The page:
The Oregon State Beavers might be the biggest victim of the new conference realignments.
With 10 of the 12 current Pac-12 members set to leave for a new conference in 2024, the Beavers and the Washington State Cougars have been left behind. There have been talks that the conference will try to merge with the Mountain West Conference. There also have been discussions that both the Beavers and the Cougars could end up in the Big 12 along with Colorado, Utah, Arizona and Arizona State. But for now, being an independent for at least one season seems to be the plan for Oregon State.
But not knowing who you are going to play is not the biggest fallout from the Pac-12 disbanding, as the Beavers lost head coach Jonathan Smith to the Michigan State Spartans. Smith's six years at Oregon State resonated with the saying, "It takes time." In his first season, Smith went 2-10 but then followed it up with a 5-7 season in 2019. In Smith's third year, the Beavers won just two games in the COVID-19-shortened season. Then, in 2021, Smith saw his first winning season and immediately followed it with a 10-win season in 2022 that was capped off with the Beavers' first bowl win in almost a decade.
For the 2023 season, expectations were high, especially with the arrival of transfer quarterback and former Clemson Tiger DJ Uiagalelei. Not only did the Beavers have a good defense and good skill players, they also had a quarterback who was talented enough to compete for a Pac-12 title. Oregon State started the season 6-1 and was in the thick of things in the Pac-12 title race. But with the top two teams — Oregon and Washington — still on their schedule, the Beavers went 2-3 to close out the regular season, with losses to both the Ducks and Huskies as well as to the surprising Arizona Wildcats.
So, with no future schedule set in stone, a cold ending to their 2023 season and their coach leaving for a new job, what is in store for the Oregon State Beavers?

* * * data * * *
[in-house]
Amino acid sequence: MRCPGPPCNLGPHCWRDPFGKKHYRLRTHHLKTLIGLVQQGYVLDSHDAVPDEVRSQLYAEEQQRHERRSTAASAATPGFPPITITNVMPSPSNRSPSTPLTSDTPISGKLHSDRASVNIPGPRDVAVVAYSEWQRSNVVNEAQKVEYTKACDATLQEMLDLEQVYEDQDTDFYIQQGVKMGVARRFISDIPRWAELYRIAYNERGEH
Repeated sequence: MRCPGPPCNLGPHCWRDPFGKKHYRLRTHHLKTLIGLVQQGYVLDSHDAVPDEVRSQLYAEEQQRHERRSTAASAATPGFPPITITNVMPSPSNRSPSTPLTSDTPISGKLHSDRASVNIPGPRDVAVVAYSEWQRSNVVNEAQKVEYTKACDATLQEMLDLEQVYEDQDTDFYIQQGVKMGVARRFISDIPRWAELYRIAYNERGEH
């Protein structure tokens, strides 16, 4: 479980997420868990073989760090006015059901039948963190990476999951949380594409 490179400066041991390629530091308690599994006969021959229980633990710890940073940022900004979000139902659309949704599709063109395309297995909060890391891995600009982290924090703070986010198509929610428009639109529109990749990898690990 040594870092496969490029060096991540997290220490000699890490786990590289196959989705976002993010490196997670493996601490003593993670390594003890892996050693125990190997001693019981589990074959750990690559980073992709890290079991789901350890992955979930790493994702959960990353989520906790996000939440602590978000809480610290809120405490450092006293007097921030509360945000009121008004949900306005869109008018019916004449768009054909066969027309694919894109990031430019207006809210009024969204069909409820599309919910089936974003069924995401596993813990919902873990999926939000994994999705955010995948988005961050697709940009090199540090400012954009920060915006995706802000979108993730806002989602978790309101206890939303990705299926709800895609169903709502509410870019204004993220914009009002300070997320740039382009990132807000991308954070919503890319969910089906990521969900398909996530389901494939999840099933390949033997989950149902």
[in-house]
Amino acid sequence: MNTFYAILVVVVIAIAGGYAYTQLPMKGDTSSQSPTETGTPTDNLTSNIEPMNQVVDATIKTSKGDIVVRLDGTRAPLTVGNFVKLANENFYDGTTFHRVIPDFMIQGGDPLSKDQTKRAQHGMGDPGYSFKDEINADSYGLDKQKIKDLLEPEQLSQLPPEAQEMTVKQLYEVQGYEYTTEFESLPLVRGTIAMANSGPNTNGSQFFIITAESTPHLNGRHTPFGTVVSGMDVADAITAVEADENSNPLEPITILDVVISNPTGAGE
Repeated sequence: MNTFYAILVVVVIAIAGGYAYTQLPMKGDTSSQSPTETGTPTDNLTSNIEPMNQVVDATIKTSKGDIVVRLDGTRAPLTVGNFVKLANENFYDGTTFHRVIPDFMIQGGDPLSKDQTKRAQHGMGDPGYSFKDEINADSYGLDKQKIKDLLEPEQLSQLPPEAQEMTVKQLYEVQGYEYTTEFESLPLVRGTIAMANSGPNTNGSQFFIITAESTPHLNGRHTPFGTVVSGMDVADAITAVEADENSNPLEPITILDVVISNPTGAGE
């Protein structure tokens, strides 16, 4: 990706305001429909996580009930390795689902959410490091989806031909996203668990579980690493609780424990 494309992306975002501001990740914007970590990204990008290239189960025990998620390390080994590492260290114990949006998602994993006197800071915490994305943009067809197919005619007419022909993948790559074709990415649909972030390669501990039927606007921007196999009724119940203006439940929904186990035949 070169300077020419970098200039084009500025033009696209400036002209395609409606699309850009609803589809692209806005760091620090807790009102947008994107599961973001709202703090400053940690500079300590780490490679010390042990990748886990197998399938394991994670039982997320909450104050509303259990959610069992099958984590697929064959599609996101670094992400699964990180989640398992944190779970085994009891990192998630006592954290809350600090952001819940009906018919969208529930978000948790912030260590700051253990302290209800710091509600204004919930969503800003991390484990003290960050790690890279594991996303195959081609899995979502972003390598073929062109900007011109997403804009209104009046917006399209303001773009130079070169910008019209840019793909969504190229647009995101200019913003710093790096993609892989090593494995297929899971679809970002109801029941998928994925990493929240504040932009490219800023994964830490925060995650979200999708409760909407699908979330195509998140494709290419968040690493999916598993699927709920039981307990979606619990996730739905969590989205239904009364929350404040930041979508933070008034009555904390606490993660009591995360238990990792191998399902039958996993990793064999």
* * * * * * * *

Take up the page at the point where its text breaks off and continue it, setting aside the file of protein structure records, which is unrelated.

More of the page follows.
For starters, the Beavers wasted no time in finding Smith's replacement, as they promoted defensive coordinator Trent Bray to be their head coach. Bray, 41, played linebacker for the Beavers from 2002-05 and has been on the Oregon State coaching staff since 2018, starting off as the Beavers' linebacker coach. Bray has led the Beavers' defense, which has been the best in the Pac-12 since 2022, and he will want to continue that success.
Getting a coach helps keep players out of the transfer portal and will help keep current recruits from de-committing from the Beavers. Unfortunately, the program will already be losing at least one key player, with Uiagalelei entering his name into the transfer portal.
Oregon State quarterback DJ Uiagalelei is set to enter the transfer portal, a source tells @On3sports.
— Pete Nakos (@PeteNakos_) November 30, 2023
But how realistic is a 10-win season next year and later for a team that has had a difficult time recruiting? Currently, the Beavers rank 67th in the country in recruiting and last year finished with the 49th-best class, with just two four-star recruits between the two classes. The Beavers currently do not have a future in a conference — which means selling television exposure and conference prestige to a recruit is damn near impossible at this time.
Still, remaining an independent could benefit them if they build a strong schedule and use that as a selling point of exposure against the best teams in the country where NFL scouts will be in attendance.
In 2024, their current schedule just consists of three games, including a home contest against Purdue and an away game against Boise State. And looking ahead, in 2025, they have another Power Five matchup with Texas Tech in Lubbock, which they will host in 2026, and another matchup with a Mountain West team in Fresno State. Lastly, the Beavers have a home-and-home scheduled with Ole Miss in 2027 and 2030. So, what exactly does all of that mean? It means that they have a foundation in their future schedule to build off of whether they are an independent or a member of either a Power Four or a Group of Five Conference.
The Oregon State football program has been on the rise over the last two seasons but has now become collateral damage amid conference realignment. Many questions surround the Beavers and their future. Will they continue to rise and be among some of the best teams in the country? Or will the ramifications of changes in college football cause the Beavers to fall off and become average, and just be another team that plays on Saturday? Only time will tell, but one thing is for sure: College football has been better and has been great with the Oregon State Beavers playing at a high level. Hopefully, at some point, they can get back to that same level of success.
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